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Does Your Child Have “Text Neck?”

September 13, 2019

If your child spends a significant amount of time texting, gaming, or playing on the computer, it could take a toll on their neck. Here are some tips to avoid text neck, pain, and sore muscles this school year from Barbara Minkowitz MD, a pediatric orthopedic surgeon with Atlantic Medical Group Pediatric Orthopedics.

"Text neck" is a term coined to describe the head position used by people engaged in texting or using a computer or video game. It involves the neck being flexed while you’re looking down.

Text neck is more prevalent in children now than it was in the past, and it can be behind complaints of headache and back, neck and shoulder pain. It’s difficult to predict what the future effects will be on children’s’ skeletal growth, so they should be encouraged out of this head position whenever possible.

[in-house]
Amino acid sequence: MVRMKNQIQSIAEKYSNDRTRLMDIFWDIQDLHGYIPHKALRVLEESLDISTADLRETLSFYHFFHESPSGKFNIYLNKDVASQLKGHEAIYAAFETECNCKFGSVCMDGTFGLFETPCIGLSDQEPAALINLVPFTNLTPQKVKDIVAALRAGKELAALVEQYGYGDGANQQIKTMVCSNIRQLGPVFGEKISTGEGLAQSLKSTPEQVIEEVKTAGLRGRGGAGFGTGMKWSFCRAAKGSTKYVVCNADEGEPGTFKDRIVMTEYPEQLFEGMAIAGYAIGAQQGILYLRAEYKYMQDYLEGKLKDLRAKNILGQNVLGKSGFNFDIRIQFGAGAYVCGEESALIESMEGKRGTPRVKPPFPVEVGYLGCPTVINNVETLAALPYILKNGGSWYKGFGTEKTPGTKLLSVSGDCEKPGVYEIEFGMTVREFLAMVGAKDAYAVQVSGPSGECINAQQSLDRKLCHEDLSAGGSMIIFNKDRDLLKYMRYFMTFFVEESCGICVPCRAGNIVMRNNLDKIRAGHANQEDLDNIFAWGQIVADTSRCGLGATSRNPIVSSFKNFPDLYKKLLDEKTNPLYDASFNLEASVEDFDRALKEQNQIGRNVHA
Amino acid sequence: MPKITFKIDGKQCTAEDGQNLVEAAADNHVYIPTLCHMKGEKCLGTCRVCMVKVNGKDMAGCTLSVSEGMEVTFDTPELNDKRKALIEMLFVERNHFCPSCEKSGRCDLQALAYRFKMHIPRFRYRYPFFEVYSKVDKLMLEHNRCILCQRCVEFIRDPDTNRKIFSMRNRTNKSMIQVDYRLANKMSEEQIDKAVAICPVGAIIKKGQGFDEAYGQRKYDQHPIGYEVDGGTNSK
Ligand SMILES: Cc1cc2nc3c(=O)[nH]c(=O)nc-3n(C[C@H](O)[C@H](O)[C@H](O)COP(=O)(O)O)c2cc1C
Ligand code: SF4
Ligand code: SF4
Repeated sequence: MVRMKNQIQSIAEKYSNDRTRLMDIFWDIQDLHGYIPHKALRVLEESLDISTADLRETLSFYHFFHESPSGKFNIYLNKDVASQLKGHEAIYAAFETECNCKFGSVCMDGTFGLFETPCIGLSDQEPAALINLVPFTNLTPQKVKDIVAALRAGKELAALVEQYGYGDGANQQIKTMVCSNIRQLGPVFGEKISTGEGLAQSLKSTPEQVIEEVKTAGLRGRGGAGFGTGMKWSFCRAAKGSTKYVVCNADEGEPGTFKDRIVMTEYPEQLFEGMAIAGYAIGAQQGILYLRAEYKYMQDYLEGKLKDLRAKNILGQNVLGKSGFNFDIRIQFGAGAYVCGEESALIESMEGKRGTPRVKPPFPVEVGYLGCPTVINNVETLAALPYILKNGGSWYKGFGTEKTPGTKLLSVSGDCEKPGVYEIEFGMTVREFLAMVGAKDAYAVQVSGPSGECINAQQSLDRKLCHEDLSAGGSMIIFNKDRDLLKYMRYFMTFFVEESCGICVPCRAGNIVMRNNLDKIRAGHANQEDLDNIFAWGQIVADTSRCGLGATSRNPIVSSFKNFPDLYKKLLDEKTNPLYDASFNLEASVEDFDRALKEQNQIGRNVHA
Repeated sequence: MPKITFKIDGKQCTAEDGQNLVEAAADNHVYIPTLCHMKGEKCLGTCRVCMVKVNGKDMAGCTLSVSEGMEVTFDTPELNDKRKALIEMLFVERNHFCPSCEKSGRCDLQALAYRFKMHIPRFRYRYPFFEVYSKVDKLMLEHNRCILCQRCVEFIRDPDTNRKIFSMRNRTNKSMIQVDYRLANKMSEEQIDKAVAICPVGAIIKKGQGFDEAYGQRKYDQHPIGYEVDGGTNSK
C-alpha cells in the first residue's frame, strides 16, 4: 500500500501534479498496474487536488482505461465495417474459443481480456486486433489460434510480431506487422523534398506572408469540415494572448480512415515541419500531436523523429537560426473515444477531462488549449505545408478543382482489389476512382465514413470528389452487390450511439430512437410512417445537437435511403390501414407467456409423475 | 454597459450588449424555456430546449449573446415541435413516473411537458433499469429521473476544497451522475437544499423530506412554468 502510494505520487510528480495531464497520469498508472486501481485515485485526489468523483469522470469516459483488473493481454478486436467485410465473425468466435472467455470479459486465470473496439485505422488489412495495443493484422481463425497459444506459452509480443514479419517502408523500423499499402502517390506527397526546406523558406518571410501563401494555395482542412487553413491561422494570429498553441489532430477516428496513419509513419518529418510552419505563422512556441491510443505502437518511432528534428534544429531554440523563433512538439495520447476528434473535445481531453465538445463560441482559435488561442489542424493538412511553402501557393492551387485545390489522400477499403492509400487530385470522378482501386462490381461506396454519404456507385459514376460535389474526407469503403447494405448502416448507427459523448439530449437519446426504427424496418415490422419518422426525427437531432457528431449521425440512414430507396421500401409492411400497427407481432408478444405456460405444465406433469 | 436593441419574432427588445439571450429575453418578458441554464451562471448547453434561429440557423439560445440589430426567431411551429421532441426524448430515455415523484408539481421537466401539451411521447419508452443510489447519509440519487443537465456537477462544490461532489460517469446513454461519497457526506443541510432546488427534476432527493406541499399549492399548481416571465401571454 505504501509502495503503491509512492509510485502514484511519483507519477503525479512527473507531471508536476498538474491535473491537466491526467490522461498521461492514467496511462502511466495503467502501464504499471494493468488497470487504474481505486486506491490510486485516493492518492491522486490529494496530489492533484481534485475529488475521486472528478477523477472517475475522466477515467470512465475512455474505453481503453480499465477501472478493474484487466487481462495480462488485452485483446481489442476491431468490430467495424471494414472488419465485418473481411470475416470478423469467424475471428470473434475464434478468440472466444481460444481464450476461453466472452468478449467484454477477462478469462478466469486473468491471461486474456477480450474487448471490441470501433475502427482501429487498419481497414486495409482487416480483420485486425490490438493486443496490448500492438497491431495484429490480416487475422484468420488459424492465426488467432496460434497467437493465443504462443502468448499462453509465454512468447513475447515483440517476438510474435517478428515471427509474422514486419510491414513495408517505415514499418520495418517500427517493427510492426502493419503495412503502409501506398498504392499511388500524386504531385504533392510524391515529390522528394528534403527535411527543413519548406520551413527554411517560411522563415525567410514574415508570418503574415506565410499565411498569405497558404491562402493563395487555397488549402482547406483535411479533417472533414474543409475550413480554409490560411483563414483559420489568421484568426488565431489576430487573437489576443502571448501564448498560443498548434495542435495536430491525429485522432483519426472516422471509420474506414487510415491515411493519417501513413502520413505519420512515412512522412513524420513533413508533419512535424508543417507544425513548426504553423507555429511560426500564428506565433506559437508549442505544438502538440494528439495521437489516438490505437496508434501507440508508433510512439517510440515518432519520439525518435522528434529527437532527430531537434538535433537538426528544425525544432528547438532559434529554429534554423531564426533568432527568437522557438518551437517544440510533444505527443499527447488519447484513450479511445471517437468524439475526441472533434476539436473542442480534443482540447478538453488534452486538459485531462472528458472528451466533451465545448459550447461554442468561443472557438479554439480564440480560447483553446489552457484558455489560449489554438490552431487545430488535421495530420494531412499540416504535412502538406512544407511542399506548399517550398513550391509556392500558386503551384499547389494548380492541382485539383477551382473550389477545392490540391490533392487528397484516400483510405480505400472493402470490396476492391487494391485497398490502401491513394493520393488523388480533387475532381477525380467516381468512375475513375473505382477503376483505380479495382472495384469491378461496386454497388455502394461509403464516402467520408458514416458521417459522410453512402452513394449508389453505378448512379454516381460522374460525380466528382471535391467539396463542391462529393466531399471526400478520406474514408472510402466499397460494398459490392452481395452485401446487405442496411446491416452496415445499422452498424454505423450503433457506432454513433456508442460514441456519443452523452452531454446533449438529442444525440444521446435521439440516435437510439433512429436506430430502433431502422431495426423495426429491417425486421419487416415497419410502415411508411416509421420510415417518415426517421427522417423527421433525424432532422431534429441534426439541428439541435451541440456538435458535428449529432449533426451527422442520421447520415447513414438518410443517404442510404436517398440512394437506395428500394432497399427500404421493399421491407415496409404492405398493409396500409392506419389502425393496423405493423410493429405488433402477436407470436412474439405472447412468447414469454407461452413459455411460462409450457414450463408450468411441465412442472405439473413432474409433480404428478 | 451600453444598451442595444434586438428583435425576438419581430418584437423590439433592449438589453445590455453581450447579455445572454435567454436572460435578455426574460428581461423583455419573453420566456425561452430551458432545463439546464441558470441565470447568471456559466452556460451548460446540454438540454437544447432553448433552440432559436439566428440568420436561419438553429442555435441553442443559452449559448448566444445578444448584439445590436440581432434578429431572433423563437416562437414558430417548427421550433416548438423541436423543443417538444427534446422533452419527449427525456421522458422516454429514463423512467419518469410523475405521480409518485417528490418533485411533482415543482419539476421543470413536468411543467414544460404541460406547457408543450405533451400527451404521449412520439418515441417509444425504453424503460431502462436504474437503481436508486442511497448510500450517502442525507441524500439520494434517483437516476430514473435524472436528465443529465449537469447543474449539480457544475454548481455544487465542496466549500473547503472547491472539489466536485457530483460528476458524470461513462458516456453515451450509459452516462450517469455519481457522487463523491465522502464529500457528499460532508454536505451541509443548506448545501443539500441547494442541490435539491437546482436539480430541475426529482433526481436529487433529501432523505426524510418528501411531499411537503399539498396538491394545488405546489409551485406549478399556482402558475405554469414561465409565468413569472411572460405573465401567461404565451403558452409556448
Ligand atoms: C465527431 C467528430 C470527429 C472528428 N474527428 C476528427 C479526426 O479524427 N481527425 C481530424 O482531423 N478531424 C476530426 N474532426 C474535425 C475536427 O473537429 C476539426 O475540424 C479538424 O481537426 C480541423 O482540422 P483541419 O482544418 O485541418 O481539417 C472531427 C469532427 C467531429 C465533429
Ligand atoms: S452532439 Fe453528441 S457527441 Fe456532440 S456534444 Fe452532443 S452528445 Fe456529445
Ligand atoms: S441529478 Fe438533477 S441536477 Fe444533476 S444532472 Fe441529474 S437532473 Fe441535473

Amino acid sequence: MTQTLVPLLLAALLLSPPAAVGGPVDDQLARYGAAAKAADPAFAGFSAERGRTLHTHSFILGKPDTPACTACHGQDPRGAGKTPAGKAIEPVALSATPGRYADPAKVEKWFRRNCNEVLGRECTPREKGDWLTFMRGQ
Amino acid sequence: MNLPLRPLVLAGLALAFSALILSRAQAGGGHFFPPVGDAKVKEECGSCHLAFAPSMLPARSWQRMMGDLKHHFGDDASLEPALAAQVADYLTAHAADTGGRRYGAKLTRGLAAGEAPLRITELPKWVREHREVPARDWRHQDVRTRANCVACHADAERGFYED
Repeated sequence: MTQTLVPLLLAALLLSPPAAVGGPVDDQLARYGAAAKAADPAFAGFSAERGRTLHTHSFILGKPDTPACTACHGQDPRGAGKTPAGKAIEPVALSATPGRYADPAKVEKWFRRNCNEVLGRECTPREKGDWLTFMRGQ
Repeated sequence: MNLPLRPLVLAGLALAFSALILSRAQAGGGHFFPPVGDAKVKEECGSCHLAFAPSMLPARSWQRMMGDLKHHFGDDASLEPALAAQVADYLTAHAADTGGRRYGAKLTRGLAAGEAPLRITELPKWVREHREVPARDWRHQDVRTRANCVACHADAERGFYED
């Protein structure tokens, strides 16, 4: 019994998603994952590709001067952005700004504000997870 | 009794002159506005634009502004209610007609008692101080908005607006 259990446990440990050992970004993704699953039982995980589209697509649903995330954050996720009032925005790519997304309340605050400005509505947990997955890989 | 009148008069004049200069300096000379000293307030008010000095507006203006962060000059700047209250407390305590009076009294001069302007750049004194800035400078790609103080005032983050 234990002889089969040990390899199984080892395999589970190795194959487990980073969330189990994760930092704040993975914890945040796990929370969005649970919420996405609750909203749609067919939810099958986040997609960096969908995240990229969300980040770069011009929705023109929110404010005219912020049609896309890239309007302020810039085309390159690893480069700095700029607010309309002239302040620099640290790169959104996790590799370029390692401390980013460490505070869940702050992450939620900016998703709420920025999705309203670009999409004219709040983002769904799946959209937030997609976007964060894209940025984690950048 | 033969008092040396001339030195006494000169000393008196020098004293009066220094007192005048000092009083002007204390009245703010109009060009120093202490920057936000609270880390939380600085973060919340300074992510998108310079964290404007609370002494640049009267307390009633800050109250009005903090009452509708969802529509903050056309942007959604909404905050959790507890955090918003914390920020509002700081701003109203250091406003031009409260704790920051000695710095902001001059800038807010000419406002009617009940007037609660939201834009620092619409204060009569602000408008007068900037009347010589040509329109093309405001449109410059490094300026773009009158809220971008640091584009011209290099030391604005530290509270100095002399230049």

What can parents do?

  • Teach your child to keep her head in a neutral position when using her cell phone or other devices. While kids usually keep their phones down in their laps, the phone should be held higher so it’s aligned with the eyes. This way, neck muscles are not strained.
  • Consider investing in an ergonomic chair designed for video game use that controls spine alignment.
  • Encourage your child to take frequent breaks. Have him pause to stretch his neck after more than 15 minutes of looking down at a screen.
  • And, if it’s really problematic, set limits on the amount of screen time your child is allowed.